If you’re on a mission to grow vegetables in raised garden beds, these are the best vegetables to choose from. I’m going to tell you about the best vegetables to plant in a raised bed and tell you a little about soil depth and fertilizer.
The 10 of the best vegetables to plant in your raised garden beds.
If you just want to know what the best vegetables for raised garden beds are…
- Collard Greens
Keep reading to find out WHY these are the best vegetables for raised beds!
You see, when it comes to growing food, Florida begs for raised garden beds. Our soil is just complete sand and would take years of mending and feeding it for us to plant vegetables there. Before you start buying seeds, do your research so you know what yo prepare for.
I grew cucumbers for the first time last season and it was SO much fun Definitely one of the best vegetables to plant in a raised garden bed! They vined all over the place and grew these beautiful yellow flowers, so make sure you have a trellis. A regular tomato trellis can do if you have one laying around! I harvested so many cucumbers from two plants it was unbelievable, really.
Looking back, I could’ve used them a bit more wisely by planting them in a location that would’ve provided shade for my lettuce or kale. I’ve mentally noted that mistake and will adjust properly for this season. Cucumbers like full sun, so don’t be afraid to use their beautiful blanketing vines to provide shade for your other crops.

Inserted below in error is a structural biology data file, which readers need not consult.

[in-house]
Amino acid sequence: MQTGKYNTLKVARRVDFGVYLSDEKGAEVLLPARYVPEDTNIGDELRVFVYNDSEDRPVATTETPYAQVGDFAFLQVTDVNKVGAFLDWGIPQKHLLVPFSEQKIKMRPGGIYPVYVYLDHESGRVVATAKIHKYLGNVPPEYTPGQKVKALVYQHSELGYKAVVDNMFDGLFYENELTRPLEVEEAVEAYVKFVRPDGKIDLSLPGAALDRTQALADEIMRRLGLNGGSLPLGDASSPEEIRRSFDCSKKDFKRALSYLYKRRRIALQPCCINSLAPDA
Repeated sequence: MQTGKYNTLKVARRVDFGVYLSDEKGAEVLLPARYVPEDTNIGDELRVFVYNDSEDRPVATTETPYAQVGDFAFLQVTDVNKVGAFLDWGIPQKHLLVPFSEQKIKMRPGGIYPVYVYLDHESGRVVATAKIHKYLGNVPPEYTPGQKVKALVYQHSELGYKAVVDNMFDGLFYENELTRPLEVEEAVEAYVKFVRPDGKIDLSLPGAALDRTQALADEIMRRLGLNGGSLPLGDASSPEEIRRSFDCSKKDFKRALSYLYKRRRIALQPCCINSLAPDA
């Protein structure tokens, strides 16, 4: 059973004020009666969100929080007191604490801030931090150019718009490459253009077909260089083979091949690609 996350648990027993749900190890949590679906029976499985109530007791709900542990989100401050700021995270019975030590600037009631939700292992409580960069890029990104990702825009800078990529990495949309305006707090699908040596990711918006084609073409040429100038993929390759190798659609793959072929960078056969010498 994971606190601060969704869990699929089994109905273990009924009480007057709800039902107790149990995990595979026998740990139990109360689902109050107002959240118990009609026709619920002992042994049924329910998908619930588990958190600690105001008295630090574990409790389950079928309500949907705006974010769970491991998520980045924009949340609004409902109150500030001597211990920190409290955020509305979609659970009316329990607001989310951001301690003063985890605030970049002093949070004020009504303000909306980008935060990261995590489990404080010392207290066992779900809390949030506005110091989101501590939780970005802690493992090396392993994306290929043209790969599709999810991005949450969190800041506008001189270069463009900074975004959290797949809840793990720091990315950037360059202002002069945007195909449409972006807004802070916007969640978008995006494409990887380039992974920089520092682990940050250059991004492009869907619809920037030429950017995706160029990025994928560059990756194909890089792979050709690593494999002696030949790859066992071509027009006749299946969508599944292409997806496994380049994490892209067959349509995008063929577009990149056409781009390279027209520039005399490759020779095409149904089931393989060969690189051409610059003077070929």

Tomatoes are another crop that can be used for shade and a vegetable (that’s actually a fruit!) to plant in your garden. If you don’t want to give, or don’t have, the space in your beds for crops like tomatoes and cucumbers you can grow them successfully in containers.
Tomatoes love, love, love full sun so slap those beefy, red beauties directly under it. You’ll want to plant deeply, mulch completely, and water generously. Be sure to trellis your tomatoes and prune the suckers that shoot off the bottom to promote great air circulation.
Update: I’m growing tomatoes first the first time in a few years and noticed some browning at the bottom on the lower ‘branches’. I took some fine pruners and snipped off the brown, followed by snipping some suckers off also, and I can not believe the improvement! There hasn’t been any brown growth since! (2 weeks!)
It’s said that you can plant a little pasta garden and repel pests. I don’t mean you’ll actually grow pasta, that’s not possible. But if you pair your garlic and basil with your tomatoes, there should be no nematodes at your garden party.
I’m actually currently growing garlic and will be harvesting in the Spring, then planting another round to harvest in the summer. Garlic is a root plant so, depending on the variety you plant, you’ll need to make sure your raised bed is deep enough. You can also plant carrots near garlic to repel pests.
Update: I absolutely love growing garlic. Although I missed growing it this last season, I might try for a fall crop! My garlic crop lasted almost a full year. Note, I’m in Florida so I fully expected my garlic to mold! It’s VERY hard to preserve root vegetables here.
Beans are my husband’s favorite crop. Again, if you’re in need of shade, beans can be a great candidate. There are so many varieties of beans you can plant. I love french climbing and Kentucky wonder beans for when I need shade in the garden and don’t want to use my hoop gardens.
I love blue lake bush beans if I just want beans with no trellis-stress. Beans provide the soil with nitrogen, so be sure to pair this crop with a heavy nitrogen feeder such as cabbage and broccoli to make this one of the best vegetables to plant in a raised garden bed.
Update: When planting beans, don’t plant them near peppers! I made this mistake the 2020 Summer season and I wondered why my beans were stunted and my peppers are moving at a snail’s pace.